2. Confirm the witnessing of the signature: this is completed by signing the document, either in counterpart, countersigning the original when received in the post or countersigning a copy when scanned or forwarded electronically.
  3. The witness must be reasonably satisfied: the witness must be reasonably satisfied that the document signed by the witness is the same document or a true copy of the document that was signed by the signatory.
  4. Endorse the document: the signed document or copy of the document must be endorsed with a statement by the witness specifying the method of witnessing and confirming that the document was witnessed in accordance with Section 14G of the Electronic Transactions Act 2000 (the Act””).

The Act also provides that the witness need not be located in New South Wales to witness the document, and regardless of where the witness is located at the time of signing, the document will be taken to have been executed in New South Wales if the signatory was located there at the time they signed the document.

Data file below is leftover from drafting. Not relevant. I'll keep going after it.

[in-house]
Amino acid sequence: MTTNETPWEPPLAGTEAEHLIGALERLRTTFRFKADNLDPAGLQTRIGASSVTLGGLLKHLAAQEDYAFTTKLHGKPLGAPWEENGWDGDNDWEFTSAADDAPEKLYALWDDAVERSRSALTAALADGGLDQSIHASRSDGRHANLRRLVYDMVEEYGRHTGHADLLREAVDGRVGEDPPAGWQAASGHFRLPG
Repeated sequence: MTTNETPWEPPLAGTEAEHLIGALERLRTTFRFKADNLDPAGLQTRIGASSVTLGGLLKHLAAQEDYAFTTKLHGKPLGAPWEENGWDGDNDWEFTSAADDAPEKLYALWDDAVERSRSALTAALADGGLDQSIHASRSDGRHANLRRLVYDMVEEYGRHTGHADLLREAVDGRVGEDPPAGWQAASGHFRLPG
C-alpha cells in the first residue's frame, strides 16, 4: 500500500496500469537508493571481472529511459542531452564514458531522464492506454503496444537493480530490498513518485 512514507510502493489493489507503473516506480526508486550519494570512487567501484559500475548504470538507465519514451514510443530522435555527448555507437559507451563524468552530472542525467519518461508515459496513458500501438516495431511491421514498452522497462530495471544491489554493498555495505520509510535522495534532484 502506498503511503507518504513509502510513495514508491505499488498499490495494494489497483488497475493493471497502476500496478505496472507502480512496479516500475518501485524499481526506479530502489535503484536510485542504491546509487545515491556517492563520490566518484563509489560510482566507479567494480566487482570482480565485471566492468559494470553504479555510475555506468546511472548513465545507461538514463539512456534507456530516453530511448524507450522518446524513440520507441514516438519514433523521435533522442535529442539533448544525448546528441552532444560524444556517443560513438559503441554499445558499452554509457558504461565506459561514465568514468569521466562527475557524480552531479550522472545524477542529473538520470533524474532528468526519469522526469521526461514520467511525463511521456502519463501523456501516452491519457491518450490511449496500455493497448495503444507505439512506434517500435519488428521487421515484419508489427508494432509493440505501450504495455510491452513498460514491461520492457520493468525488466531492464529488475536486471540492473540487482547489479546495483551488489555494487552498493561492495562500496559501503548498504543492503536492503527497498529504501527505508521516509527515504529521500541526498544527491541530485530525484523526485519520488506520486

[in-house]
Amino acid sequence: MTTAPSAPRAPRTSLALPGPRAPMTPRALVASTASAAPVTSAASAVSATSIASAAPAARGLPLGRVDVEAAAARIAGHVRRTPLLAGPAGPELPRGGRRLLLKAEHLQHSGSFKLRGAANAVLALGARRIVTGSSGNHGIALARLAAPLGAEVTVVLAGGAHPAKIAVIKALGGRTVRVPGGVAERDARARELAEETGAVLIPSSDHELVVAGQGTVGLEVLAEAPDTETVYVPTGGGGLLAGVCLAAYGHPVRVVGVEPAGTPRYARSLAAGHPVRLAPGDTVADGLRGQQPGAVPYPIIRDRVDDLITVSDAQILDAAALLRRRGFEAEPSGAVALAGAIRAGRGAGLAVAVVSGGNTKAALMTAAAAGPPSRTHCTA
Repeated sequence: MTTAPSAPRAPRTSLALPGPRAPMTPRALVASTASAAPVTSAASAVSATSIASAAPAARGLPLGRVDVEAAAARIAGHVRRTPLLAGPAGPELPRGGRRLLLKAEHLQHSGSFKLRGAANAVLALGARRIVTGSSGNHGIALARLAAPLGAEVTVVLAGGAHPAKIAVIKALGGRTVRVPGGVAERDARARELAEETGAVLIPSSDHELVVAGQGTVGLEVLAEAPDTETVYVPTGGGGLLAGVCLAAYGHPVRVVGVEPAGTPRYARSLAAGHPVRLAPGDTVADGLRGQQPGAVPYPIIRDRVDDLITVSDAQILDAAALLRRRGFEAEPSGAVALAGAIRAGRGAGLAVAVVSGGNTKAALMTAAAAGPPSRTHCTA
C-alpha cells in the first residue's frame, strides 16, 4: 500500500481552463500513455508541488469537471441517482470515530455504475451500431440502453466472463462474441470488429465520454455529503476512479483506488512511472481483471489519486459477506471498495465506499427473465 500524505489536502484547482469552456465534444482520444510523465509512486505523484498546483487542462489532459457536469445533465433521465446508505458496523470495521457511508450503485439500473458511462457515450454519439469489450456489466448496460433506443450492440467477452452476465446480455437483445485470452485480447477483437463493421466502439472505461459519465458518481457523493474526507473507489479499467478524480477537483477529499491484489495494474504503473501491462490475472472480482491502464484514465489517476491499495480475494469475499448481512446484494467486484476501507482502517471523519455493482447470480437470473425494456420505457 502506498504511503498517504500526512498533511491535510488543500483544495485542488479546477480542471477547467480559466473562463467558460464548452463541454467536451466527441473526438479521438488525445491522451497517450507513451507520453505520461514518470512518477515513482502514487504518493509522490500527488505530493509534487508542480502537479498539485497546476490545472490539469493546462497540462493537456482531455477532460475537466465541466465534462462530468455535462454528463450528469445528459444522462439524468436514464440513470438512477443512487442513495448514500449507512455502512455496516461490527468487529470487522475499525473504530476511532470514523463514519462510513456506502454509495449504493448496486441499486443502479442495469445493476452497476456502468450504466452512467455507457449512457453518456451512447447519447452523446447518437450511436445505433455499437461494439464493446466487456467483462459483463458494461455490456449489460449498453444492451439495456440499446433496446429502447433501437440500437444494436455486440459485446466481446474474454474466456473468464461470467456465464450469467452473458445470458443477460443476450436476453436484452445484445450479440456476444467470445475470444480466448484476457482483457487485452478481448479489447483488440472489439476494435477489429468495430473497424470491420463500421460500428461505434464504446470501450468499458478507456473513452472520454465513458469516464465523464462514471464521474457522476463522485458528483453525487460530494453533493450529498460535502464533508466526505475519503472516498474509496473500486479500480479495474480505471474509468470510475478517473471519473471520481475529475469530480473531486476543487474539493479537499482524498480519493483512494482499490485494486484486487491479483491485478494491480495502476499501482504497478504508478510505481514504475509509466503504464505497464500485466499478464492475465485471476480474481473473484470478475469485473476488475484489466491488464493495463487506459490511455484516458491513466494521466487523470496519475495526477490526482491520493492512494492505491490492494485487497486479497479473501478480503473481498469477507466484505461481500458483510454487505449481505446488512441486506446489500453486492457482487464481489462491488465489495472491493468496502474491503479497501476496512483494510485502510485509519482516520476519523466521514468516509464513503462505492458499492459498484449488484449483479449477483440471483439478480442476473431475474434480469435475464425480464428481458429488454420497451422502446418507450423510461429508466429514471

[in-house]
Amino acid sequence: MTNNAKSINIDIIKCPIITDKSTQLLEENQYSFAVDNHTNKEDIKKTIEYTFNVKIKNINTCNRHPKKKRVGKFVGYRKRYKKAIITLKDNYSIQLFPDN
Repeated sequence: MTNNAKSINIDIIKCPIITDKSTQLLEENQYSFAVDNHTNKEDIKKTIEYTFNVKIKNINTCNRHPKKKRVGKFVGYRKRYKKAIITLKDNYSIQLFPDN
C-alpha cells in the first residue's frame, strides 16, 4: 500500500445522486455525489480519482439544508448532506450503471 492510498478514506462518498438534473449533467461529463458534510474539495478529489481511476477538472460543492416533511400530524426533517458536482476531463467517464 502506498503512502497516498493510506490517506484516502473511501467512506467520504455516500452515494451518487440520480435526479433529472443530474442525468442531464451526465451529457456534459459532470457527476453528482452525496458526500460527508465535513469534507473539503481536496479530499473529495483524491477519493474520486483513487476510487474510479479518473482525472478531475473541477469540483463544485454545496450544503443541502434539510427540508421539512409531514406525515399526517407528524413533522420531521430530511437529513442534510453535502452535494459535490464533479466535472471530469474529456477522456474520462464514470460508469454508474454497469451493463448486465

Other Methods to Sign Estate Documents

Despite the effect of the new legislation, traditional methods of signing and witnessing documents will remain available.

These include:

  1. In person with an authorised person, such as a Lawyer; or
  2. At home with 2 independent witnesses over the age of 18 years of the client’s choice.

However, it is noted that one of the estate planning documents, which are called Power of Attorney and an Appointment of Enduring Guardian (“Enduring Guardianship”), must be witnessed by an Australian Legal Practitioner, Registrar of an Australian Court, an employee of the NSW Trustee and Guardian or a qualified overseas lawyer. This may raise an issue for you if you are also preparing this document and therefore may need to resort to a face-to-face meeting or alternatively a meeting by AVL.